Monday, June 01, 2020

Somerville's Preeti Mehta: Brings Textiles With Style

Preeti Mehta

Preeti Mehta is a social entrepreneur and the sole proprietor of Premaasi Textiles, a social enterprise based in Davis Square, Somerville. 

Inspired by beautiful, hand-crafted textiles worldwide during her travels, Preeti chose to indulge her passion after pursuing careers in telecommunications, management consulting and non-profit management. Premaasi’s  mission is to promote unique, hand-crafted, globally-sourced textile products in the U.S. market and to educate consumers about the value of hand-made products, the techniques used to make them and the skill of the artisans. 

Preeti had long considered a textile venture, but the idea finally coalesced on a trip to India in 2018 when she visited artisan communities in Kuchchh, Gujarat India and had a small trunk show of her purchases for friends and family.  Guests at the trunk show roundly endorsed the treasures Preeti offered, most of which had been purchased over tea and buttermilk in the homes of artisans. 

By starting this enterprise, Preeti has also been able to use Premaasi Textiles to raise awareness about ethics in clothing and advance economic opportunities for artisans, many of whom are based in rural and often marginalized parts of the countries in which Premaasi sources. 

Doug Holder: Can you talk about the artisans you promote? 

The artisans I promote have deep knowledge and skill about their particular textile craft and are diverse in the techniques used. I work with weavers, surface design artists, embroiderers and block printers many of whom are master-craftspeople, whose ancestors have been honing their crafts for generations. I work with both men and women artisans from many different rural (and often marginalized) parts of India. Their crafts are rooted in India's rich textile tradition, but have evolved to meet more modern and urban tastes and become safer for the environment. I also with a low-income women’s co-operative in southeastern Madagascar.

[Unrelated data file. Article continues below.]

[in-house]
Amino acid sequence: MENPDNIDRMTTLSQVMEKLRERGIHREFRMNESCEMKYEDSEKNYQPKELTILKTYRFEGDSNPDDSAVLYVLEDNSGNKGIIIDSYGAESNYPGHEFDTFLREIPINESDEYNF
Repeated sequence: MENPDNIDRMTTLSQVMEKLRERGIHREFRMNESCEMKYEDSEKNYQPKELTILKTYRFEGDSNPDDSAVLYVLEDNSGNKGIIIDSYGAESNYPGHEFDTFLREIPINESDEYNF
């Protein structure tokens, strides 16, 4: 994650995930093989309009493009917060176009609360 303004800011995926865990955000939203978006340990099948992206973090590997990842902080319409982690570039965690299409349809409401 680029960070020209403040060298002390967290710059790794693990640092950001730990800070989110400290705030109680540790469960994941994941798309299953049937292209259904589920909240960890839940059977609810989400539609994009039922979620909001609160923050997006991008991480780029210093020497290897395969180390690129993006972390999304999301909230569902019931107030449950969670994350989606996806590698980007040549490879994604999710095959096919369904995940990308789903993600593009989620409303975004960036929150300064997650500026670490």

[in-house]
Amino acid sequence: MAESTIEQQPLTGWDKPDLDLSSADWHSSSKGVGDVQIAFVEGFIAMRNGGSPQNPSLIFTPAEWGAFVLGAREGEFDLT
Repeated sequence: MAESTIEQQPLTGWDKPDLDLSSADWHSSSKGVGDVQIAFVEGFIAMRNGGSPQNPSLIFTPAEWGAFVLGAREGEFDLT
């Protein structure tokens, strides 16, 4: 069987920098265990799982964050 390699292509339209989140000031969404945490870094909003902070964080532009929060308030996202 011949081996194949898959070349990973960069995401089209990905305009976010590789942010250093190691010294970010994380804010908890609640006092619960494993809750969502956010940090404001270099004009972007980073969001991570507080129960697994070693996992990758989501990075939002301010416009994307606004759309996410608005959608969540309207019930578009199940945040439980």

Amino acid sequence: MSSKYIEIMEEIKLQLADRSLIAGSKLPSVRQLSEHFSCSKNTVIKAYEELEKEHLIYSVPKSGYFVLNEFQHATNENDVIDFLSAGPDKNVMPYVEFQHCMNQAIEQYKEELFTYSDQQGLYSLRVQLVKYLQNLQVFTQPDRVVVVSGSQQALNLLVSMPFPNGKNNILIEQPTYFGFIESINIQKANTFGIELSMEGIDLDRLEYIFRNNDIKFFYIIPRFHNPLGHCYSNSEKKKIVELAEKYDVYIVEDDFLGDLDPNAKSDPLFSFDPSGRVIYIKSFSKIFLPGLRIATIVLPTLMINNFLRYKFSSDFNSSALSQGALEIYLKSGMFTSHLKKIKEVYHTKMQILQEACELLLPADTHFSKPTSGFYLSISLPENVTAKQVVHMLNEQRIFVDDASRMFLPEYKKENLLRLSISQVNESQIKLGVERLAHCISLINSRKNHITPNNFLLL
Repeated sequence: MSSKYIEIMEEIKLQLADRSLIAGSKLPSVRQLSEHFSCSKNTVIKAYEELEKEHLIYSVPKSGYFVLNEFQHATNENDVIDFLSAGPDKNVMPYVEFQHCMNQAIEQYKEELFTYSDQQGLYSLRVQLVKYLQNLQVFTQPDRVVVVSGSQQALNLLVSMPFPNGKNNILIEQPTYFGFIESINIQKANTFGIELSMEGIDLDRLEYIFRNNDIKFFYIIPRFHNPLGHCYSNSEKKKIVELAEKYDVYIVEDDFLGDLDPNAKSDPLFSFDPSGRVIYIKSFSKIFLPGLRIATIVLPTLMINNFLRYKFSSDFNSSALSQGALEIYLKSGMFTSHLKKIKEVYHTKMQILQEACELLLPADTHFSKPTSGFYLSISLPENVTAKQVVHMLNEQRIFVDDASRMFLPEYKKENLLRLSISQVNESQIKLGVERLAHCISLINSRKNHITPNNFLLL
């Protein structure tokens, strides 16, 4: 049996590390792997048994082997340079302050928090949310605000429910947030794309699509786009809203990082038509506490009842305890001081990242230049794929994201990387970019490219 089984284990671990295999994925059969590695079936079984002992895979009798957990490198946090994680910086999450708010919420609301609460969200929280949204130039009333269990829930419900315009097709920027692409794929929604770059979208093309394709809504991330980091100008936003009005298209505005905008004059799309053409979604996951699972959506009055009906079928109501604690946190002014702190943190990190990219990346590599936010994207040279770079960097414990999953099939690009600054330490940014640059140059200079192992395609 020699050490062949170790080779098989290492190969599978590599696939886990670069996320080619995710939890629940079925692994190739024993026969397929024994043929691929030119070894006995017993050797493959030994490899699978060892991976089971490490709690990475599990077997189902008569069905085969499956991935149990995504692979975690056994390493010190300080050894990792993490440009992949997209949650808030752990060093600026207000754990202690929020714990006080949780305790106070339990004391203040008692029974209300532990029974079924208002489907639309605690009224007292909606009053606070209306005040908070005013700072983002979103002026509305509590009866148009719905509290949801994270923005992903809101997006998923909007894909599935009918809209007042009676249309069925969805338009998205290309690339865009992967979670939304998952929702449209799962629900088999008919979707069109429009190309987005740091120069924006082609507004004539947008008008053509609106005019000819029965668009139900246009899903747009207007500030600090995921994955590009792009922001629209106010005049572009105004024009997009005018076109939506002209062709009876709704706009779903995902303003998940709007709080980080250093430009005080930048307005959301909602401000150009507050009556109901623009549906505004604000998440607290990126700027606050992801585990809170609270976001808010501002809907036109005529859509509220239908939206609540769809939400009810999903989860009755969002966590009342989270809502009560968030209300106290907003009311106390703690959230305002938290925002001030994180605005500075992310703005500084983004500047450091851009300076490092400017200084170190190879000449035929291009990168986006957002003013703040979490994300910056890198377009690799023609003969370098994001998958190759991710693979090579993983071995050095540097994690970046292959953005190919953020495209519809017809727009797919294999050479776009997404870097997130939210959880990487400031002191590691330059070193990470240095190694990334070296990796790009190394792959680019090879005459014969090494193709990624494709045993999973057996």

Preeti Mehta:  Is Somerville a good place for a small business?

Yes, I think it is, though I haven't yet had the opportunity to show my products here. I had considered applying to several pop-up opportunities for small business but all have now been cancelled due to the Coronavirus.

Doug Holder: How has your business survived during the corona virus situation?

PM: I have tried to keep expenses low, though I expect sales to be significantly lower this year. I am moving my business online much sooner than originally planned as a response to the current corona-virus situation. 

DH:  What do you envision for future?   

 PM: I'm hoping that, for all of us, this period has been a time for reflection about how we consume and how our actions affect the environment. Specifically for my business and others like mine, I'm hopeful that as people realize how the actions of fast fashion brands have affected garment factory workers both abroad (millions rendered destitute in South Asia due to cancelled orders) and in this country (LA factory workers' wages of $6 per hour exposed during the pandemic) - that they will be more likely to buy handmade and artisinal products

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